There is no doubt in the family that Mongo’s driving force in life is food. However, they all agreed that life would be much simpler if Mongo constrained himself to eating edibles.
Today, when Drew and Dad came home from their Seattle pizza adventure, they found a big pile of trash in the driveway. On closer examination, the trash turned out to be chewed up chemical hand-warmers and empty throat lozenge packaging.
“Mongo! What were you thinking?”, Drew exclaimed. “That stuff is not even food!”
Dad looked at Drew and said, “I guess lozenges and hot hands are his version of nachos and chilis.” Drew rolled his eyes at the situation.
“Buddy, what could possibly make your nose think that was food?”, Drew asked plaintively.
Mongo looked very apologetic as he commando crawled around the backyard. Then Dad and Drew went inside to look up toxicity information on the internet. Dad might use the dog health insurance sooner than the originally thought he would.
Is Mongo “grounded?” He did not get to go with Dad the next day on the very fun First Avenue walk in downtown Seattle! Does Mongo like the Market? Do they have dog treats there? Does Mongo have his own food or does he only eat things he is not supposed to eat? Inquiring minds want to know…….
Good questions. First: No, Mr. M does not get grounded when his nose makes him eat things. This is because the family realizes that if we leave anything out, he just may be compelled by his nose to eat it. It’s like having a very nimble toddler in the house, because everything is in play. Second question: Logistics kept him from going with Dad to downtown, not being grounded. Third question: Yes, Mongo LOVES the market. He is an extrovert, and there are so many people to meet! Fourth question: Yes there are all kinds of treats at the market and many are just lying on the ground to eat. It is a spectacular show when Mongo goes to the market. He cuts a wide swath through the crowd. Mongo is a very happy dog, and I have never-ever seen him be aggressive, but he is huge, and can be intimidating. It is fascinating to watch the adults in a crowd back away as he comes through, while the children run up and hug him. And finally, yes, surprisingly, we do feed Mongo regularly; typically two cups of premium kibble twice a day. He also gets biscuits for getting the paper in the morning, and bringing in the mail in the evening. He supplements this with a lot of grass, and anything else that strikes his fancy. For example, Mongo’s Mother’s Day gift to Mom-mom was a box of Godiva chocolates. On Sunday morning, after coffee and gift giving, we rushed out of the house for a Mother’s Day brunch at Teatro Zinzanni. I forgot to put the chocolates up on top of the fridge. Fortunately, Mongo is extremely tolerant of chocolate (as we learned the time he ate 24 Hershey’s bars) because he tore open the box and ate 12 truffles, some of the plastic tray, and most of the top of the box. He suffered some intestinal distress, which we had to clean up. Again, that incident was Mongo’s people’s fault, not his. He can’t help himself in these things. His nose makes him do it.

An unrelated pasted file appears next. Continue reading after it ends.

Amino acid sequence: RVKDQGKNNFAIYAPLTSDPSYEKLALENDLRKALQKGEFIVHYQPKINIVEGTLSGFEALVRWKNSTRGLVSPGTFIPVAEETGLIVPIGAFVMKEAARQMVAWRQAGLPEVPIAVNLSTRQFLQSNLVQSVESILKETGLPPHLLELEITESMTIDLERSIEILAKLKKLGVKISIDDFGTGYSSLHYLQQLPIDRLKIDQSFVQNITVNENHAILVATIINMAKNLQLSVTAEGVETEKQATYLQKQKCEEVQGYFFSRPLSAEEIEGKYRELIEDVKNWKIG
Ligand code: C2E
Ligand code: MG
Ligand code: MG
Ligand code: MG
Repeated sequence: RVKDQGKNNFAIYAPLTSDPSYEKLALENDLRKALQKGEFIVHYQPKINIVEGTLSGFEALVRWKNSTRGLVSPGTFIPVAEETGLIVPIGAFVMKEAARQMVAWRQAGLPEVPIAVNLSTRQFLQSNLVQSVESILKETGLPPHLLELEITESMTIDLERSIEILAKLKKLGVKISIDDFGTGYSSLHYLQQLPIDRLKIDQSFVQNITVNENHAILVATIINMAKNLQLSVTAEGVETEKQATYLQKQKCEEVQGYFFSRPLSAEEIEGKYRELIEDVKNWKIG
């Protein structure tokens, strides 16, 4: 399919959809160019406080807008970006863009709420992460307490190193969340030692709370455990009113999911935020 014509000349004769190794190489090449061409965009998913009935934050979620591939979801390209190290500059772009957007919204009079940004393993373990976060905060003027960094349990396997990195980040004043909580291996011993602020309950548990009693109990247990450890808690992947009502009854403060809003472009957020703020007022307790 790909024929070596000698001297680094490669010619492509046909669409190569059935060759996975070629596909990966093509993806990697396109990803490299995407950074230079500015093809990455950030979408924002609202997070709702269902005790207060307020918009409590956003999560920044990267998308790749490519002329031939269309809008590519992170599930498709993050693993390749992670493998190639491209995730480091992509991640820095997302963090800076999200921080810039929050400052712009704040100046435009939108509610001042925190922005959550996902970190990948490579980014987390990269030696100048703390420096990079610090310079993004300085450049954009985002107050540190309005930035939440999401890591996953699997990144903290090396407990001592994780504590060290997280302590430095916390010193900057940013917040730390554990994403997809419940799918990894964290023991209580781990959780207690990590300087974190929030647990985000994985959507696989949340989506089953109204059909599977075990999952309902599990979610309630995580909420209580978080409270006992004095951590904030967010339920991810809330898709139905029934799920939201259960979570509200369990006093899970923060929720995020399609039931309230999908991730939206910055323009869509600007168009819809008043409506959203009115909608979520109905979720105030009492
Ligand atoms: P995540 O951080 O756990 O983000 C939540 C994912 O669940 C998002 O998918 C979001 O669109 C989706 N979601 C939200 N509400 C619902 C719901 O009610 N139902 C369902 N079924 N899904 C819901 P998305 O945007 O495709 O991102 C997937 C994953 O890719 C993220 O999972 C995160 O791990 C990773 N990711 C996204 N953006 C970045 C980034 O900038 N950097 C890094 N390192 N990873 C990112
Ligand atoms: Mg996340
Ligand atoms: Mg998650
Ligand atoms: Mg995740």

Thanks for the comment!
Oh, oh, oh. Mongo’s adventures and mishaps! I hope you can write a post about Mongo Goes to the Market, that would be hilarious, but hopefully not fatal if he picked up something weird off of the ground.
He’ll be headed to the market with me before too long, and we’ll get the story into the blog. By the way, the strangest thing I ever had to pull out of his mouth was a lead automobile tire weight. I have no idea why he wanted to eat that.